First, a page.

“I read a lot. Maybe you had an ancestor who worked at the castle or you yourself lived here in another life.”

“It would explain the feeling, that’s for sure.” Jennifer inhaled. “I didn’t see the ocean on the way, but I swear I smell it.”

“Aye. If we kept going you’d catch sight of the North Sea. One of the last earls sold off an immense portion of the lands to cover the taxes owed. Somerforth used to stretch all the way to the coast. There’s an old legend about a great white shark that has lived in the sea for centuries stalking unwary victims.” He chuckled. “Likely the old curmudgeon didn’t want anyone traipsing about on his lands.”

“I’ll make sure to stay out of the water.” The castle was situated on the west coast close to the border of Scotland. They’d passed through Newcastle, where they’d stopped so she could get out and stretch for a few minutes. Otherwise it had been nothing but small villages and lots and lots of green. Her mother would have been miserable. She adored the energy of a city and all the excitement that went along with it. Not to mention more people meant better hunting grounds for her next husband. Marriage. What a crock.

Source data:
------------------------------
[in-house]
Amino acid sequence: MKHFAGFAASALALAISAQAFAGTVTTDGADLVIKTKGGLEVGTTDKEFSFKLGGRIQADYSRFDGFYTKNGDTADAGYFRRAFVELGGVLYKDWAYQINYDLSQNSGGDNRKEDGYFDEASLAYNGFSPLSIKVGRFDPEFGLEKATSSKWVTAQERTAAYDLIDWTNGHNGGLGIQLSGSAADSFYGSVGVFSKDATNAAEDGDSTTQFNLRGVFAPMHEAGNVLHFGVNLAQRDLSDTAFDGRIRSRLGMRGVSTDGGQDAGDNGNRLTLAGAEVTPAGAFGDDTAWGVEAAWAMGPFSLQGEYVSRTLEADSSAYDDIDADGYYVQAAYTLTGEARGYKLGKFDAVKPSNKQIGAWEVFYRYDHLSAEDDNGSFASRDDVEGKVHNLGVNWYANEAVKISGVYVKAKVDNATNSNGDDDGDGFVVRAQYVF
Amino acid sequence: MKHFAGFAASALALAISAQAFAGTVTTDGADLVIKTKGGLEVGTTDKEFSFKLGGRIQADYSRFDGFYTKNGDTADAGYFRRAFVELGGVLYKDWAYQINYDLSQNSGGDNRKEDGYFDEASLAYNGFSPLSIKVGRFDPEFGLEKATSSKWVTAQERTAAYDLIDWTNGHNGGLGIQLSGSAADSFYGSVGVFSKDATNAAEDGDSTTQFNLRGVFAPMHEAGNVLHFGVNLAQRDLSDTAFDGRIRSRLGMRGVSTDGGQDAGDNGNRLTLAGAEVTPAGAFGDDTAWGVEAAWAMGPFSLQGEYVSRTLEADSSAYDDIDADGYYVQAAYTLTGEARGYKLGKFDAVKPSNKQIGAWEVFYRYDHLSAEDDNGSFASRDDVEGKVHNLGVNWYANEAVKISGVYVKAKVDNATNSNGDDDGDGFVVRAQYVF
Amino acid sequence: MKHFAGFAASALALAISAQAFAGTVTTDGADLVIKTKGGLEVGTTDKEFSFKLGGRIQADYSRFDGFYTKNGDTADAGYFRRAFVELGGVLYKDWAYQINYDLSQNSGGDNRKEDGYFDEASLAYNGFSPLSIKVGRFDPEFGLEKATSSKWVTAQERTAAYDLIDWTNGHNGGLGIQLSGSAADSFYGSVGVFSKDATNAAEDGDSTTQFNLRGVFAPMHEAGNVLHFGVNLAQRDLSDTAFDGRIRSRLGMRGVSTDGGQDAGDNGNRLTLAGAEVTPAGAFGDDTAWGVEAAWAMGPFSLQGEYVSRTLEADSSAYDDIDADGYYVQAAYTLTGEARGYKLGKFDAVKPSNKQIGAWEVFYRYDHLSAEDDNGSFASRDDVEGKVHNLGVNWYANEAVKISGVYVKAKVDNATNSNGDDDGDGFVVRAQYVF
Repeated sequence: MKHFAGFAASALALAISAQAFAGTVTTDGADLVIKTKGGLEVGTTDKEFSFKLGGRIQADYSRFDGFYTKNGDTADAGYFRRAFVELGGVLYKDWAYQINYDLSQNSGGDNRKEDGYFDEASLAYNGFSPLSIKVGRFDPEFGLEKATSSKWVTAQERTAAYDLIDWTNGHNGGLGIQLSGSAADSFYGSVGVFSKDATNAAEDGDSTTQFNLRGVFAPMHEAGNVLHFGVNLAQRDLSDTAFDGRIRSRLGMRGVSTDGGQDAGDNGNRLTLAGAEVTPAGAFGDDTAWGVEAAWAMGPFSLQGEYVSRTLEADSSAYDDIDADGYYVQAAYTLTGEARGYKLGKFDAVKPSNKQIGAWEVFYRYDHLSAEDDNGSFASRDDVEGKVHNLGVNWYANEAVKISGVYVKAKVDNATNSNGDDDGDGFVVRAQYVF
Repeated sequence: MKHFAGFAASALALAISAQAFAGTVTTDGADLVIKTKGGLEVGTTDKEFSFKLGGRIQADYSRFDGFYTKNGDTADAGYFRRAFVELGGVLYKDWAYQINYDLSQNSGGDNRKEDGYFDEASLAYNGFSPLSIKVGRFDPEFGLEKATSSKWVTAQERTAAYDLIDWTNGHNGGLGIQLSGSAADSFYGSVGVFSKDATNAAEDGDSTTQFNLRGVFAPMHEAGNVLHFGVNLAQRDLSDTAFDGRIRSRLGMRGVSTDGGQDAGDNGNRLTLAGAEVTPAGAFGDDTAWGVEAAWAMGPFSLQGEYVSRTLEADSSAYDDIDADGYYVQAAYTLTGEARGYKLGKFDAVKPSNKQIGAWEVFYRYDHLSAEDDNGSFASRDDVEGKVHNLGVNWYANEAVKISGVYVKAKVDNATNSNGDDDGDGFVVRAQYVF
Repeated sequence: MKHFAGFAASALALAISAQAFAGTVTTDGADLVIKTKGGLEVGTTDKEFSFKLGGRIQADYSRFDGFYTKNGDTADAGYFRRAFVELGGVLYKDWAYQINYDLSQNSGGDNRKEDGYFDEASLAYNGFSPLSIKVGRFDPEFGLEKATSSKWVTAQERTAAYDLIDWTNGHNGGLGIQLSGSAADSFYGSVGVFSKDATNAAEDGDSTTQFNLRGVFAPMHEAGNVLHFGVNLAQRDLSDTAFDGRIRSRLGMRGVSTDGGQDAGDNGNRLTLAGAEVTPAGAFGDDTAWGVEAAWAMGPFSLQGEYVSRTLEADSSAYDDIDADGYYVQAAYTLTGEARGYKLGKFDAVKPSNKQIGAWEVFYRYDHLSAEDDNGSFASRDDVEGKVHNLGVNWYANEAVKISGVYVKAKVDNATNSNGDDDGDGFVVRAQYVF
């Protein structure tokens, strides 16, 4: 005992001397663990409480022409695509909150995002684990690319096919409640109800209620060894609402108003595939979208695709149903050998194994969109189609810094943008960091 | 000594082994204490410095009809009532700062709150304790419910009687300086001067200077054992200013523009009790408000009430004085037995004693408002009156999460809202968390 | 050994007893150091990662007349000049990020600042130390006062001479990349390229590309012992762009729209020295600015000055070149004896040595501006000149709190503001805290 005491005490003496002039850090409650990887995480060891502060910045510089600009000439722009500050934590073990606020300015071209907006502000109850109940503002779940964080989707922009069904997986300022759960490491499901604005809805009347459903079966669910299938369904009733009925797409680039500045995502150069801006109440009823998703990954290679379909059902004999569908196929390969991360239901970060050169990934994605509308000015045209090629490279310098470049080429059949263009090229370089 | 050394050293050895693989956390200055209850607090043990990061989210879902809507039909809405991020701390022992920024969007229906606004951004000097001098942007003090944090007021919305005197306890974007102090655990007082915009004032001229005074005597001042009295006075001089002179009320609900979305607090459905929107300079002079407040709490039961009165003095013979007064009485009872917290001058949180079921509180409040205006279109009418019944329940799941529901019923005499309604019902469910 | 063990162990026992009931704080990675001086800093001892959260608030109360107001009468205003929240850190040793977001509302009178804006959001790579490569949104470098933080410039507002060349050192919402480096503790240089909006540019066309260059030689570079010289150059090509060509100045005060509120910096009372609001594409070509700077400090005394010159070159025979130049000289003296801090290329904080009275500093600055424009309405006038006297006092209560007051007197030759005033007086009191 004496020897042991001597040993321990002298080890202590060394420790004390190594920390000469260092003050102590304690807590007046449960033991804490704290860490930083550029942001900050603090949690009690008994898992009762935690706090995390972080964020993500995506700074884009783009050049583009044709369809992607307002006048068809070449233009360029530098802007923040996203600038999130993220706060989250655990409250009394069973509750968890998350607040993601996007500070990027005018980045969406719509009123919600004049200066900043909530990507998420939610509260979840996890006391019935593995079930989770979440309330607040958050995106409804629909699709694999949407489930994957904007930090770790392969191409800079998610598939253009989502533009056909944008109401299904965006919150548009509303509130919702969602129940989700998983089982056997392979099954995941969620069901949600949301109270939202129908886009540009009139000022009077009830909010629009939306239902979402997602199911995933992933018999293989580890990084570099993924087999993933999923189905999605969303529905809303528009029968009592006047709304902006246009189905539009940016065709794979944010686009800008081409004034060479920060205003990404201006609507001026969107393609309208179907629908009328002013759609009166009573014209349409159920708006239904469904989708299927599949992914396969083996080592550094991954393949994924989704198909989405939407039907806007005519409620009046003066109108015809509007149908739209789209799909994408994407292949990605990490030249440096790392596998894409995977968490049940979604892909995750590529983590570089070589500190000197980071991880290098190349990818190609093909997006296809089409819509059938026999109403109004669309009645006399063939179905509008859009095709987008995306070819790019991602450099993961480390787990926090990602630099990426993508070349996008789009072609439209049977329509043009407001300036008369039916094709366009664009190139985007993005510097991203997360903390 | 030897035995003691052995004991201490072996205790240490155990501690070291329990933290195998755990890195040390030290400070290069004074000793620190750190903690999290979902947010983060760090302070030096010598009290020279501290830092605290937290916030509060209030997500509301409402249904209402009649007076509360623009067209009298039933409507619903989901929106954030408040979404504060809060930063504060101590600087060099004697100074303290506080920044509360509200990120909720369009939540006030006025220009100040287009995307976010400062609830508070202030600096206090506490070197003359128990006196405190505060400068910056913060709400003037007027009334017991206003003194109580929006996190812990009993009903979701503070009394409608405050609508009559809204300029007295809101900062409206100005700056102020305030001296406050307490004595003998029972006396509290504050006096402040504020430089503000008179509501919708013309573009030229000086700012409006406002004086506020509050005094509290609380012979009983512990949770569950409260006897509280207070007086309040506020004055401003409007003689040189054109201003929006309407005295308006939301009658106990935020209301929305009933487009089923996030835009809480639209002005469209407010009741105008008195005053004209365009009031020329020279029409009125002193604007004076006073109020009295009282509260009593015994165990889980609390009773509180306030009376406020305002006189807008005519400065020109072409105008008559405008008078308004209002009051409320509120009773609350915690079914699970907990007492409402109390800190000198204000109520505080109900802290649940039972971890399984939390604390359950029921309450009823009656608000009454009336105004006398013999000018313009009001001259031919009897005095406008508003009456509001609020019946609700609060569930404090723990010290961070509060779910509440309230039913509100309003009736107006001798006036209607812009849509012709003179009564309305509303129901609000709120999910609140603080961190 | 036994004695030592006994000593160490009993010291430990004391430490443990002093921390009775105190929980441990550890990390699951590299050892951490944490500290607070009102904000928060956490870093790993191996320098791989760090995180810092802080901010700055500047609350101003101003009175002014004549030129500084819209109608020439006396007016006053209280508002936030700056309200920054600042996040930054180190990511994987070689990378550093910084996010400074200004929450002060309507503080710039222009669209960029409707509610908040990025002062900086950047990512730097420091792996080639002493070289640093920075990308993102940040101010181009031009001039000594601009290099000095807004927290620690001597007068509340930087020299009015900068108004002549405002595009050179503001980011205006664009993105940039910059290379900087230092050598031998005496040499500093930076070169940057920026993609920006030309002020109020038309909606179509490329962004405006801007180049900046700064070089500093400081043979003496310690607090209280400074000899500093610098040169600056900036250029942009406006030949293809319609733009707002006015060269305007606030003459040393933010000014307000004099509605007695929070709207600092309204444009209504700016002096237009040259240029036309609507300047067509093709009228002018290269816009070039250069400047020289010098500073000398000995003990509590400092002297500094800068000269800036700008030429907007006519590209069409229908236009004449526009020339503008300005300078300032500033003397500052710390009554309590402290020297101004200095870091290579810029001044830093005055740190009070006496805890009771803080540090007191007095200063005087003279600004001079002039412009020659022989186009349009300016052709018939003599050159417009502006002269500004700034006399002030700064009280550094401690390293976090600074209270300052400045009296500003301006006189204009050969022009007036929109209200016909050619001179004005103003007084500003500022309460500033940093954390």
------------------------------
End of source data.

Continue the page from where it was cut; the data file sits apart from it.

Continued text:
The black sedan rolled to a stop. Before Jennifer could open the door, the driver was there, helping her out.

“I’ll fetch your bags.”

“Thank you,” she called out as he disappeared around the car. After sitting so long—first the drive to the airport in Baltimore, then the flight, and then another car ride from London all the way to the ends of the country—her backside ached. Cracking noises filled the soft spring air when she stretched to work out the kinks.

The driver placed the bag on the ground. Reaching in her purse to pay, he waved her away. “Already taken care of. Enjoy your summer.”
 

“You too,” she said, but he was already gone, leaving her standing in a field looking around and wondering where to go. Thanks to her dad for taking care of the plane ticket and car ride and to her mom for supplementing her spending money.

An actual ruined castle. Her fingers twitched, itching to pick up a paintbrush and capture the contrast of the verdant rolling hills against the formidable gray stone fortress. With a little imagination, she could picture Somerforth Castle as it must have been in its glory.

“Oi, you going to stand there with your mouth hanging open all day?” A scruffy-looking guy, wearing faded jeans with holes in both knees and a navy t-shirt proclaiming
You had me at BACON
, stood there grinning at her.
 

“You must be the Yank.”

She nodded, but before she could answer, he was off, striding across the insanely green landscape. So much better than the concrete, metal, and glass of Baltimore.